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The 10 Questions Taiwanese Are Afraid To Be Asked on Chinese New Year

One might think that Chinese New Year is a time of rest and joy, of warmth and love. And to a certain extent it is. Family members eat together, exchange 'red envelopes' (i.e. cash gifts), chat and relax. Yet there is more behind the apparent happiness of this event, a less bright and merry side. As the family holiday par excellence, Chinese New Year is also a period in which people face a lot of pressure, a pressure that is often quite unbearable.

In Taiwan as in the rest of the Chinese-speaking world, the family was traditionally the most important thing in one's life. What a single family member did - his or her job, relationships, offspring, property and reputation - were not individual matters, but collective matters that concerned the entire family. Although in a weakened form, much of this still holds true.

The proof of this is the number of articles published in Taiwan before Chinese New Year which discuss how to deal with family pressure and with the dreaded 'questions' that relatives will ask to the younger members of the family - usually those in their twenties and thirties.

What people are so afraid of are questions regarding their private lives, and especially family planning and work. That's because, due to the specific social structure of the Taiwanese/Chinese family, which I have discussed in other posts, family members are extremely competitive and "face"-oriented. Not that this doesn't happen in Western families, as well. But since there has never been in the West a kind of family ideology as powerful and institutionalised as in Confucian societies, in the West family pressure is, as a rule, less fierce.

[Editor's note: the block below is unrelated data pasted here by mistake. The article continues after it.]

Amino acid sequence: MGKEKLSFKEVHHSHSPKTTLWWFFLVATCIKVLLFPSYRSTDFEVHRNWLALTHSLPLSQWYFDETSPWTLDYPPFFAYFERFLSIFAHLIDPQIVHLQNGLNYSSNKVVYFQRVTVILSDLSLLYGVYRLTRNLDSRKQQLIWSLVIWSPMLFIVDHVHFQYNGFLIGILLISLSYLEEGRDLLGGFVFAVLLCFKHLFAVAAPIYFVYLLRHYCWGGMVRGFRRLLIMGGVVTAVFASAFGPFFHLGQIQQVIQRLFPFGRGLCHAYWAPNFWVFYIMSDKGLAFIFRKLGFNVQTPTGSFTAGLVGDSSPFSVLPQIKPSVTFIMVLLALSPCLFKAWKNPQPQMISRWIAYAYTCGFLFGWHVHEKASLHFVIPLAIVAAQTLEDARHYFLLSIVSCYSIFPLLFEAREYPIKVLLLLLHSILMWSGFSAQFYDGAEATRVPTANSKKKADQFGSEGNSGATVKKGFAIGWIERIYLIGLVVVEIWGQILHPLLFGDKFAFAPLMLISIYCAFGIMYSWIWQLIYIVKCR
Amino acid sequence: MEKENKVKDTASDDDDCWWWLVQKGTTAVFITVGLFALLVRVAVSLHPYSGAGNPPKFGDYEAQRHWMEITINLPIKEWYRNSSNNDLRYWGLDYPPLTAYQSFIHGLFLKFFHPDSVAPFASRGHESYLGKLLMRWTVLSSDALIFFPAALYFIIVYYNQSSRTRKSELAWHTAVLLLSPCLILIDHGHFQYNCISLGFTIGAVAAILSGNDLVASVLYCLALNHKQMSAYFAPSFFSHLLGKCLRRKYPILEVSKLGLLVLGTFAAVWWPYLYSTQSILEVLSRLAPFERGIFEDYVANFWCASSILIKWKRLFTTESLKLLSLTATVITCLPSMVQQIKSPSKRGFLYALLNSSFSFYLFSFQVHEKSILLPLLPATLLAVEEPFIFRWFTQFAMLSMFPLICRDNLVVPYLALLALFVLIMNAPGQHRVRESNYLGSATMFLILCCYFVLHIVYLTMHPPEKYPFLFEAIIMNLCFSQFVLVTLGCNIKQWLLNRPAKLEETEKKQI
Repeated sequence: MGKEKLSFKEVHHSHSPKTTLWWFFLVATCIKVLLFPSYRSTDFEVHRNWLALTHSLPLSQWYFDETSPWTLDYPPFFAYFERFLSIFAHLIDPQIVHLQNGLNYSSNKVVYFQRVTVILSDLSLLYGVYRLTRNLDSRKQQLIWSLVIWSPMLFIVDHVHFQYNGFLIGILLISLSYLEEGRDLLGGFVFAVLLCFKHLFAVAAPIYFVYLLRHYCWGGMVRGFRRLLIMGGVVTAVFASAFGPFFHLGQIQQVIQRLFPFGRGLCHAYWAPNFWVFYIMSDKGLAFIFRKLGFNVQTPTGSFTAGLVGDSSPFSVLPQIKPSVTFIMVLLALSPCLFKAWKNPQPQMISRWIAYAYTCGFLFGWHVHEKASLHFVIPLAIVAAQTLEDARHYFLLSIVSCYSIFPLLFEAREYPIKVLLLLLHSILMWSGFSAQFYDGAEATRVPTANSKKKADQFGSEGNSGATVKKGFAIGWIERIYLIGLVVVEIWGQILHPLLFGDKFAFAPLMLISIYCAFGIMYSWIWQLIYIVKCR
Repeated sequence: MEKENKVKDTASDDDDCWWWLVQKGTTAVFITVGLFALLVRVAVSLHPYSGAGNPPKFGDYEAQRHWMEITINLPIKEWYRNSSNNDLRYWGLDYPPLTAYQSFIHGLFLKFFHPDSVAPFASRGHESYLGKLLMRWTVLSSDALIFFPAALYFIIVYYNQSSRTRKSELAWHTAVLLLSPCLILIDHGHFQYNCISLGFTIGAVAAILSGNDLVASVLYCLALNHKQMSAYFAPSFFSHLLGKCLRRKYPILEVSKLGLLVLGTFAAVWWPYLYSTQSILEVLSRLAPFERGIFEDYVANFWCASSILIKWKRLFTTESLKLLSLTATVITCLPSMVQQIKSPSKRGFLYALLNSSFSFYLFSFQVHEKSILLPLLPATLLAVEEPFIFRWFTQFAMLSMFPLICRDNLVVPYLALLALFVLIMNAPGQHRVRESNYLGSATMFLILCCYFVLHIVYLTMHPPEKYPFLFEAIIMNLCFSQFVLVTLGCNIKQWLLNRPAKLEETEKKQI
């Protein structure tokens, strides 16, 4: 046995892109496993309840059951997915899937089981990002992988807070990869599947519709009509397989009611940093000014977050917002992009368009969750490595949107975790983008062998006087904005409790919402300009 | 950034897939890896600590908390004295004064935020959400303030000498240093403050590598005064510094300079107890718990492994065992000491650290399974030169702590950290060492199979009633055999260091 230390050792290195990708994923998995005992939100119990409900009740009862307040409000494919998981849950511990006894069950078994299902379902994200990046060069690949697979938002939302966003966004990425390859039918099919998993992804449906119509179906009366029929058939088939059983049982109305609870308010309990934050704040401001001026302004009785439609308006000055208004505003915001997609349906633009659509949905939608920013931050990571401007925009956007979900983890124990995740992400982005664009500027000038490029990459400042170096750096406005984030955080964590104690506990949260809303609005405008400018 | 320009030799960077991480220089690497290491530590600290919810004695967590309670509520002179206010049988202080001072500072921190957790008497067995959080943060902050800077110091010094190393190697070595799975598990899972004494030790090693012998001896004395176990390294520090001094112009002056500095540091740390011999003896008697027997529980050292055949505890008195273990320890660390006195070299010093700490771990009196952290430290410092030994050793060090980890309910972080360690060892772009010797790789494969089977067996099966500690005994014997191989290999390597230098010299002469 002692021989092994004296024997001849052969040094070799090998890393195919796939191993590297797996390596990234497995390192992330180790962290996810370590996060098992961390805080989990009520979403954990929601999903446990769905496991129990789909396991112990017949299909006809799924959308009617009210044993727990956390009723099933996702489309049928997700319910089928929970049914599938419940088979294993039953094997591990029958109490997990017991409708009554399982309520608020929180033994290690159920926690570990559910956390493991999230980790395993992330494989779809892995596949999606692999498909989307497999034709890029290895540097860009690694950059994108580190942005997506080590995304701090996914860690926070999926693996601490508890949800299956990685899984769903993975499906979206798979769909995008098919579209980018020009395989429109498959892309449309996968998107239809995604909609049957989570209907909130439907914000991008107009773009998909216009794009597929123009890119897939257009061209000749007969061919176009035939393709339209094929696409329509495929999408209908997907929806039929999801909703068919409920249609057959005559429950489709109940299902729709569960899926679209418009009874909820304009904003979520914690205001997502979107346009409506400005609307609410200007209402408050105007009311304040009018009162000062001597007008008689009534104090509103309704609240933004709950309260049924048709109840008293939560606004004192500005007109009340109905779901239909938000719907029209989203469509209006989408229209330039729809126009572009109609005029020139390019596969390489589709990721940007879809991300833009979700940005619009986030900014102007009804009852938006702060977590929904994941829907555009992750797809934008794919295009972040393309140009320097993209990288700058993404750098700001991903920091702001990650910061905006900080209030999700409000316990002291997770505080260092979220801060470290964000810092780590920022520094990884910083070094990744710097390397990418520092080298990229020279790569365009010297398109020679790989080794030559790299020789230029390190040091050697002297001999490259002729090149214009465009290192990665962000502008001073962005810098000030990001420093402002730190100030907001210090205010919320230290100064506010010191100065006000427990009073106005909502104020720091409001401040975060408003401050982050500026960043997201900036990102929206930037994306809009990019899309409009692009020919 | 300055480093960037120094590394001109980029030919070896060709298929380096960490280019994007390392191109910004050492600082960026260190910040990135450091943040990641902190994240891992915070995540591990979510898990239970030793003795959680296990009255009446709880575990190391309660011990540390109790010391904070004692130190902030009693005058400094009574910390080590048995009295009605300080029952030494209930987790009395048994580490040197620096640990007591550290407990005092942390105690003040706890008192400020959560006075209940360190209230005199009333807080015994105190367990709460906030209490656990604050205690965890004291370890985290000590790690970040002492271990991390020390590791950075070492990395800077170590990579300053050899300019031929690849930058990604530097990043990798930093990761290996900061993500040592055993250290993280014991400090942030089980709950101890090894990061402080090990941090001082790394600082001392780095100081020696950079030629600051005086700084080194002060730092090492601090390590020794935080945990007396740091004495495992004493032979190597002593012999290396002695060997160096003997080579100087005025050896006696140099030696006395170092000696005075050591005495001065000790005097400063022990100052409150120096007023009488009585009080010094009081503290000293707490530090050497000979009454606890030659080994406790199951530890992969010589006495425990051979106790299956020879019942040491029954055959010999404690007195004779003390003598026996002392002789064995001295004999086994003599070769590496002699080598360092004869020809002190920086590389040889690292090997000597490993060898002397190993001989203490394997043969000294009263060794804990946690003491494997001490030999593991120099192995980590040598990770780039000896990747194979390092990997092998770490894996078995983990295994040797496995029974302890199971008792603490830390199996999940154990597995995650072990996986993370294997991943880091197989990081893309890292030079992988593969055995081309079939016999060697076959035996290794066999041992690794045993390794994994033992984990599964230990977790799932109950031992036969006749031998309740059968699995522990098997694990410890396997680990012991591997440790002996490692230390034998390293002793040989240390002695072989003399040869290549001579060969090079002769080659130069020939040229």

According to a poll conducted by Apple Daily among its readers, the most feared questions are:

  1. Do you have a boyfriend / girlfriend? 
  2. What is your job? 
  3. How much money do you make? 
  4. When will you get married? 
  5. How much was you year-end bonus? 
  6. How did your exam go? 
  7. What rank did you achieve in the school exam? 
  8. Do you still remember me?
  9. When will you buy a flat?
  10. When will you have a baby?   

An interesting article published recently on a Taiwanese parenting website sheds some light on what goes on in Taiwanese homes during Chinese New Year. The article does not analyse the theoretical foundations of the Taiwanese family, but it is, in its unconscious acceptance of Confucian-based norms, perhaps more revealing than many theoretical works. The purpose of the text is to advise readers on how to cope with and react to relatives' indiscreet questions

Of course, Chinese New Year is a holiday filled with an auspicious atmosphere, but despite the happiness and good mood, there's no way to avoid the remarks of those elder relatives whom we seldom meet but who always have lots of suggestions for us ...
The author explains how elder relatives start a conversation and then begin asking personal questions:

Usually relatives will start asking general questions about your life, and then they will begin - making comparisons.